Use CouchDB for Document Based Data Storage on CentOS 5
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CouchDB is a non-relational document based database. Like other entrants into the “NoSQL” field, CouchDB attempts to provide a more flexible data storage system for use in custom application development. CouchDB is written in the Erlang programing language and uses an HTTP interface and JSON as a data format for easy integration in application development.
Before installing CouchDB, it is assumed that you have followed our Setting Up and Securing a Compute Instance. If you’re new to Linux server administration, you may be interested in our introduction to Linux concepts guide, beginner’s guide and administration basics guide.
The packages required to install CouchDB and its dependencies are not available in the standard CentOS repositories. As a result, “EPEL” must be installed in order to install CouchDB. EPEL, or “Extra Packages for Enterprise Linux”, is a product of the Fedora Project that attempts to provide current versions of software packages that may not be available in the CentOS repositories. Enable EPEL with the following command:
rpm -Uvh http://download.fedora.redhat.com/pub/epel/5/i386/epel-release-5-4.noarch.rpm
Before proceeding with the installation of CouchDB, make sure your package repositories and installed programs are up to date by issuing the following command:
To install CouchDB and all of its dependencies, issue the following command:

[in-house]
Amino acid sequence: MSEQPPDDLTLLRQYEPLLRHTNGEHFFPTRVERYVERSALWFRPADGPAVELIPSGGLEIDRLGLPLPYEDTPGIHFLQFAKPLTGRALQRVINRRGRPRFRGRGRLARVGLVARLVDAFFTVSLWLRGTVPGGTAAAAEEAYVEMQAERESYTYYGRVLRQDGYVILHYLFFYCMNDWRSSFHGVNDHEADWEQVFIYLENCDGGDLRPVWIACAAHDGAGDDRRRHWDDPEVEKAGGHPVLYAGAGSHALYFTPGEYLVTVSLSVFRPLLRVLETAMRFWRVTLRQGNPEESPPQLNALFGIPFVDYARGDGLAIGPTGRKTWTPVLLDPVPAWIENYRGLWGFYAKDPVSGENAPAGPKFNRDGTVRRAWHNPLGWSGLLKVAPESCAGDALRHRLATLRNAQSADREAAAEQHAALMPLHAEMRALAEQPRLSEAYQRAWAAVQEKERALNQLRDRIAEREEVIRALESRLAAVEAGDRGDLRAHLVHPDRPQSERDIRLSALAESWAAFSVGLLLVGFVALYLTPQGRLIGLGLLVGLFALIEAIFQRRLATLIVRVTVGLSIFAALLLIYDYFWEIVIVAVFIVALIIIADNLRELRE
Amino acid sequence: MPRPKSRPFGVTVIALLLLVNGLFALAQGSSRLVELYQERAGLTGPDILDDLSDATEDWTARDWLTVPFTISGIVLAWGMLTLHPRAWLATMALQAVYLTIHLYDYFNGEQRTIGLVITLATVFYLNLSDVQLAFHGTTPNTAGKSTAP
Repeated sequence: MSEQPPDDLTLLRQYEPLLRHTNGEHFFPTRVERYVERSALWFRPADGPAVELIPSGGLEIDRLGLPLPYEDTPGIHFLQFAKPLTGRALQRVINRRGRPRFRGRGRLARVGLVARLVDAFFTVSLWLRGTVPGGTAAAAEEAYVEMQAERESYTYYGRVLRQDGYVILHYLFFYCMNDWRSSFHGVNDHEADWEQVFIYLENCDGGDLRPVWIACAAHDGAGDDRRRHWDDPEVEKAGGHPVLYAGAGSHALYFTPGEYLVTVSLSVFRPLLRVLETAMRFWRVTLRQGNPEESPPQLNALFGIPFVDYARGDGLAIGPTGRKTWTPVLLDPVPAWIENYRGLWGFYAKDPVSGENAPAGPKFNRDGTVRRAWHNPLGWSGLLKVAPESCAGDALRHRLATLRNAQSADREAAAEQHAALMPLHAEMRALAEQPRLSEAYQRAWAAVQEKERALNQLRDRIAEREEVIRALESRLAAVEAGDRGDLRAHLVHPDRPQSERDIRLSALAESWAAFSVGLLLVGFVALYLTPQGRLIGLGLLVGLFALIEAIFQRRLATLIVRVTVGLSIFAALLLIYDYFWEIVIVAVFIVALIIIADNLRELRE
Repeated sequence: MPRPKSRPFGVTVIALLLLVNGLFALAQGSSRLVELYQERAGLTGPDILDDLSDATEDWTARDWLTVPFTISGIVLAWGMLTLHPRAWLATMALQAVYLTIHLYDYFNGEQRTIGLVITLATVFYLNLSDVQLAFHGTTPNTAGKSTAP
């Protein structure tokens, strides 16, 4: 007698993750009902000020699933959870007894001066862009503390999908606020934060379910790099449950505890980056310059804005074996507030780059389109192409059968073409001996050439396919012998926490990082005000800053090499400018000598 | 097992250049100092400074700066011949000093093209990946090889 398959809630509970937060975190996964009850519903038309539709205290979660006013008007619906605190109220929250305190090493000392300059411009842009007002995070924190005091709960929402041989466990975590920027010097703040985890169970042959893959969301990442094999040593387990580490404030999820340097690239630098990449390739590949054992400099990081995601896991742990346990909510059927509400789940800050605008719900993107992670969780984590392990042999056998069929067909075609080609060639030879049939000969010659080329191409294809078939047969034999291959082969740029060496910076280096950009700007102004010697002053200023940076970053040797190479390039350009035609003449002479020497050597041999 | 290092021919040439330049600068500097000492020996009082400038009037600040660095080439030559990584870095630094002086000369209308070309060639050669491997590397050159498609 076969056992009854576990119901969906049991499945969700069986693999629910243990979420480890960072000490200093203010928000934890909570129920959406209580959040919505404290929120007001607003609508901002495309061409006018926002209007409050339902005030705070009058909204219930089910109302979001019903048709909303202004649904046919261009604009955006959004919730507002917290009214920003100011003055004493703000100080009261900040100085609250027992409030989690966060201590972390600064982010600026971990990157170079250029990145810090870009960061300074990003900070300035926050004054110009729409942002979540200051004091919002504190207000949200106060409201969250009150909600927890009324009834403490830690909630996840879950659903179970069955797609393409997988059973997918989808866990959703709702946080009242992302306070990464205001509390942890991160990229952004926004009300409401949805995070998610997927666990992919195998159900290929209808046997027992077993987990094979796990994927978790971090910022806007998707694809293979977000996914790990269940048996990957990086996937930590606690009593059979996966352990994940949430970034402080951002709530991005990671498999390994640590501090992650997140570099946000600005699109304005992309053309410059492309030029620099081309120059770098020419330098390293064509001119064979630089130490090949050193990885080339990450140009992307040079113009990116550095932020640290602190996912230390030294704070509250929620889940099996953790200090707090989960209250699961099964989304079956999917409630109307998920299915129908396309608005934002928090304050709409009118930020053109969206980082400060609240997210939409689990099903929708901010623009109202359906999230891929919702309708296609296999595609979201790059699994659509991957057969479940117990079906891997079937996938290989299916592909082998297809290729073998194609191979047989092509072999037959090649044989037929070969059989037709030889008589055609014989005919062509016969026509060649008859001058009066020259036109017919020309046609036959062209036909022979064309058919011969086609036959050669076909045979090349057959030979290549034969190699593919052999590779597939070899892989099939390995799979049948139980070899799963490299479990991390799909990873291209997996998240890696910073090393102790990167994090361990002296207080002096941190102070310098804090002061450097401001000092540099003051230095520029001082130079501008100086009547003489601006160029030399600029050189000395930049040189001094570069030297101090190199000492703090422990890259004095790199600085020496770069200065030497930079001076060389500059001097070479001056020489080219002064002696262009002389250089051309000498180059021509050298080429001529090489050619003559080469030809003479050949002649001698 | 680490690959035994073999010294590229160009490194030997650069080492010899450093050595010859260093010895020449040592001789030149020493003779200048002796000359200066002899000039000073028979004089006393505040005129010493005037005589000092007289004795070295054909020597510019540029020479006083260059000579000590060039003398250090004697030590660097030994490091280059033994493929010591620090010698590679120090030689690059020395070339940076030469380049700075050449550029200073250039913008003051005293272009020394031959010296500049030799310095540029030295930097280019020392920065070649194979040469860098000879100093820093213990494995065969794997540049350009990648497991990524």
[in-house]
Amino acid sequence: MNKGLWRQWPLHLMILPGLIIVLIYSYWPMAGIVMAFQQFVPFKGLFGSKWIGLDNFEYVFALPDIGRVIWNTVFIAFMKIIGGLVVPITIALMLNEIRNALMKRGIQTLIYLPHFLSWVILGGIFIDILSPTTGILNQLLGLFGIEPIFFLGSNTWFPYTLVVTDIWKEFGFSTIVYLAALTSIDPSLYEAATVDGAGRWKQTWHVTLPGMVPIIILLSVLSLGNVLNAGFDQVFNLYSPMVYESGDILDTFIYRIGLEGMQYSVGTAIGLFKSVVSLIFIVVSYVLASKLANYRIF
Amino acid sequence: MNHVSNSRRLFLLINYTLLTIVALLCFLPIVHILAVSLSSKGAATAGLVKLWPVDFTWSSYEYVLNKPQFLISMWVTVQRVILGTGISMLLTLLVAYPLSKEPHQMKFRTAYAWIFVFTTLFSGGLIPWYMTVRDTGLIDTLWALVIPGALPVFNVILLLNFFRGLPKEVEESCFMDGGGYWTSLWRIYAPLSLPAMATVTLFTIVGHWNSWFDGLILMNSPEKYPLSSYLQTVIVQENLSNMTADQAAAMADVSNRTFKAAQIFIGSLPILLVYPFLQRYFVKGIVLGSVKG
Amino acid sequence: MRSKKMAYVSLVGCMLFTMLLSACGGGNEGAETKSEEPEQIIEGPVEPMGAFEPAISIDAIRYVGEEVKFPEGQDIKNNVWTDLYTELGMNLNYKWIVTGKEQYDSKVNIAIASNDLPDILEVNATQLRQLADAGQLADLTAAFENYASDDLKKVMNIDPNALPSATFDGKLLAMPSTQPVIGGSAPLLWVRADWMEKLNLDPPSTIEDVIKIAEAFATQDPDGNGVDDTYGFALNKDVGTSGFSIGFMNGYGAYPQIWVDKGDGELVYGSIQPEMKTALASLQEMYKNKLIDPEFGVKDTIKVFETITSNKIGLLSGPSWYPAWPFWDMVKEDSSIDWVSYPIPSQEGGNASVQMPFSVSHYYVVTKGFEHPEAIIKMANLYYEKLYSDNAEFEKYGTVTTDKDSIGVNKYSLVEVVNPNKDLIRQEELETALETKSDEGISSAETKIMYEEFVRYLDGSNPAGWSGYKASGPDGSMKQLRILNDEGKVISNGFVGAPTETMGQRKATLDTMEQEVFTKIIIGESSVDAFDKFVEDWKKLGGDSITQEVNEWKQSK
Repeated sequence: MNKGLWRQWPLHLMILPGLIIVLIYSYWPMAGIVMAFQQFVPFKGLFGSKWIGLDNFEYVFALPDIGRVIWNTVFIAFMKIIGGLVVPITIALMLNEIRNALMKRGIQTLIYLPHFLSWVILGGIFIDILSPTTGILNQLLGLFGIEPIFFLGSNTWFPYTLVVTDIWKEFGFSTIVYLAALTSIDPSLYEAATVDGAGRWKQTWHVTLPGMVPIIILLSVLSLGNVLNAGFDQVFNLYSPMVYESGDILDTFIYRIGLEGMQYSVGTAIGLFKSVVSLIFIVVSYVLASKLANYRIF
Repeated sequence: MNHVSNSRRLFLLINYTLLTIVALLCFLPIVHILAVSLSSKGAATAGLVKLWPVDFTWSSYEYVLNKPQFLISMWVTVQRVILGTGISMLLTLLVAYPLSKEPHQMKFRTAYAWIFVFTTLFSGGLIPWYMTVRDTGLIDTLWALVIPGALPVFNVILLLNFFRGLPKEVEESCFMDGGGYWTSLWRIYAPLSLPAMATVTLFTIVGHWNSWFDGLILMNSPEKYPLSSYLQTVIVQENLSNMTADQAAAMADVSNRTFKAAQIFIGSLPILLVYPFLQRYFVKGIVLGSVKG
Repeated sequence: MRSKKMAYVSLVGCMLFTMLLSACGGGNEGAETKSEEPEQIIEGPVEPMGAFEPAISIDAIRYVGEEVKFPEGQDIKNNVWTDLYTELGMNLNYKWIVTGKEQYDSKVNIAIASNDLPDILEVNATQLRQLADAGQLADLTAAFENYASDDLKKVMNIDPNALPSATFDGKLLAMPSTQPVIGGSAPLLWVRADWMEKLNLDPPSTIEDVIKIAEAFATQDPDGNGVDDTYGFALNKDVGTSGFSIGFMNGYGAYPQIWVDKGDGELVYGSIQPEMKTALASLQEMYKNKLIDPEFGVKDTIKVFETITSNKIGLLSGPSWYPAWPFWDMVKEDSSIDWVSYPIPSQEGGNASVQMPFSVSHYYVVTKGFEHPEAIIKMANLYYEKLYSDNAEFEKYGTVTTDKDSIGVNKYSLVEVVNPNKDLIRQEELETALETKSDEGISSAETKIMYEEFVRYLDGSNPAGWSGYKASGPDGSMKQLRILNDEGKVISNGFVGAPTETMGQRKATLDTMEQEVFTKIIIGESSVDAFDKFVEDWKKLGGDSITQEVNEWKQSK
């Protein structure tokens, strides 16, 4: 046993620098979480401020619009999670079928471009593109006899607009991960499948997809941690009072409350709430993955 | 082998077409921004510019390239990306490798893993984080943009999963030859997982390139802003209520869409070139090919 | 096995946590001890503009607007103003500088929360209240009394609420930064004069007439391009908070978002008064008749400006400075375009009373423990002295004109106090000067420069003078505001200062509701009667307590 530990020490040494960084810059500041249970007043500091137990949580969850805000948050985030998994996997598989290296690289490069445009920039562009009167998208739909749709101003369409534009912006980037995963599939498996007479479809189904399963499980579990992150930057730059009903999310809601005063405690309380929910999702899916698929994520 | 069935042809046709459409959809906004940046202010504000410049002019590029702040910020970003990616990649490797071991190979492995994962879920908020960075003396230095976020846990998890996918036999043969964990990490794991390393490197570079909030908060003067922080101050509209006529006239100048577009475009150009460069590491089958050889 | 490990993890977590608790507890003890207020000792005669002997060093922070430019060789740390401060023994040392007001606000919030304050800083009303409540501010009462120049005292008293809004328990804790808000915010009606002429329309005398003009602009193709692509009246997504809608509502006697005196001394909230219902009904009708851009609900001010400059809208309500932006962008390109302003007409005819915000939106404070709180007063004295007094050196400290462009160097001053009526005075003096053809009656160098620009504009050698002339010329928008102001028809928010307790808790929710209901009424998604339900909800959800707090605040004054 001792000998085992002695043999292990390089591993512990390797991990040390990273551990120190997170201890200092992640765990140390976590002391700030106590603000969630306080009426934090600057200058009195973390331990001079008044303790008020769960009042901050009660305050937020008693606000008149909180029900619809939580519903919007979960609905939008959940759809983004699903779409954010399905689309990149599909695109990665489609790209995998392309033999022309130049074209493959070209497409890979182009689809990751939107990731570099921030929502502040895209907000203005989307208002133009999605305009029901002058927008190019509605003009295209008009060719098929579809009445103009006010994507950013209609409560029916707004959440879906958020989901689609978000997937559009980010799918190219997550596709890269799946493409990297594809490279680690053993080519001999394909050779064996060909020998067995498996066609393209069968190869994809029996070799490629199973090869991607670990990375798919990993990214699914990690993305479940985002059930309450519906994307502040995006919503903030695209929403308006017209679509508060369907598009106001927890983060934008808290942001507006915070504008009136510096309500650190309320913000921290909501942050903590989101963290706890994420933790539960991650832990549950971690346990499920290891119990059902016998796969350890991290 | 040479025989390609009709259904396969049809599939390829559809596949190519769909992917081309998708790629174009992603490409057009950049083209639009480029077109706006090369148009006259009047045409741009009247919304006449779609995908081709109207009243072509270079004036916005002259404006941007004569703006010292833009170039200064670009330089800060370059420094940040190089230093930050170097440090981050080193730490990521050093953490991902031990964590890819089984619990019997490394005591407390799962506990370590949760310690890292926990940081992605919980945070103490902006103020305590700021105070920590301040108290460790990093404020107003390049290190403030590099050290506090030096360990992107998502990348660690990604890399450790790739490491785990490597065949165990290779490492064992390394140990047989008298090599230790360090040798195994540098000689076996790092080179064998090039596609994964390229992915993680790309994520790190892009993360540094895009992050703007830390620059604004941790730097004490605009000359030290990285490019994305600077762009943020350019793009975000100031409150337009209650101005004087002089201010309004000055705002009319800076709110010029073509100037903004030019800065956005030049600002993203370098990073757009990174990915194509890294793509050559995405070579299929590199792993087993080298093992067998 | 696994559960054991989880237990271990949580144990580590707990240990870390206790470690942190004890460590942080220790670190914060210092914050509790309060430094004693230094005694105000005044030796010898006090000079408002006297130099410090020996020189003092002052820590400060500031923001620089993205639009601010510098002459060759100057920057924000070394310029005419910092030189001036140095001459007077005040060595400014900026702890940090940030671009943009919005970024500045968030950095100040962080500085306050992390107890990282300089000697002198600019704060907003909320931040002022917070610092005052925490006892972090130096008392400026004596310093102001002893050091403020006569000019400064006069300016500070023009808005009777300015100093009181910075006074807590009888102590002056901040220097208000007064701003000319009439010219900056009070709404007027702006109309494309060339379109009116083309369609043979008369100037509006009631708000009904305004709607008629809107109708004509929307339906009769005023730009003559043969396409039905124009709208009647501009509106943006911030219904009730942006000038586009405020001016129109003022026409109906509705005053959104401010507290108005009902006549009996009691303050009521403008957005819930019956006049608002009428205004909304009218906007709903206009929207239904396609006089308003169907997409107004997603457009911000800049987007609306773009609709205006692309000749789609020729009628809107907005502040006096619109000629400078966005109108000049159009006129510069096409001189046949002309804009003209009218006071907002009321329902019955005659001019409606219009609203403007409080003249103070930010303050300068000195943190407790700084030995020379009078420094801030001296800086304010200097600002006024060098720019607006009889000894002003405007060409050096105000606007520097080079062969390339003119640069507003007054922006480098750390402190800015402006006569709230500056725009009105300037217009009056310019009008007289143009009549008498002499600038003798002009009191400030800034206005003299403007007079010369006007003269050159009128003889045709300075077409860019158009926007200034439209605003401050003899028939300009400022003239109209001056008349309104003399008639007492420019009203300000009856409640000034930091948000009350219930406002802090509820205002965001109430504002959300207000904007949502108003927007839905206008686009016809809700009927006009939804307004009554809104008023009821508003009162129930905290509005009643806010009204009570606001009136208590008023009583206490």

yum install couchdb
The installation process will prompt you to accept the repository key for EPEL. After you confirm the key, the installation will complete. To start CouchDB, use the “init script” located at
/etc/init.d/couchdb. Issue the following commands to start CouchDB:
If you need to restart or stop CouchDB, you can use the following commands:
/etc/init.d/couchdb restart /etc/init.d/couchdb stop
To ensure that CouchDB starts following the next system reboot, issue the following command:
chkconfig couchdb on
Congratulations! You have successfully installed CouchDB. In most cases, you will not need to modify CouchDB’s configuration file; however, a number of options are set in the
/etc/couchdb/local.ini file if you need to edit them in the future.
CouchDB comes with a web-based administrative interface called “Futon”. Since CouchDB is only accessible over the local interface by default, you will want to create a secure ssh tunnel in order to access CouchDB or Futon from your local machine to avoid sending data in the clear.
Once the SSH tunnel is in place or you have configured your Linode, you can access the CouchDB HTTP interface by making a request for
http://localhost:5984. If you would like to install a simple command line HTTP client, you may wish to use
curl You can test your CouchDB instance by issuing the following command:
In response, CouchDB will return the following:
With the SSH tunnel active, you can access the Futon interface by visiting the URL
http://localhost:5984/_utils/ in a web browser on your local system.
couchjs command in your terminal by issuing a command in the following form:
You may wish to consult the following resources for additional information on this topic. While these are provided in the hope that they will be useful, please note that we cannot vouch for the accuracy or timeliness of externally hosted materials.
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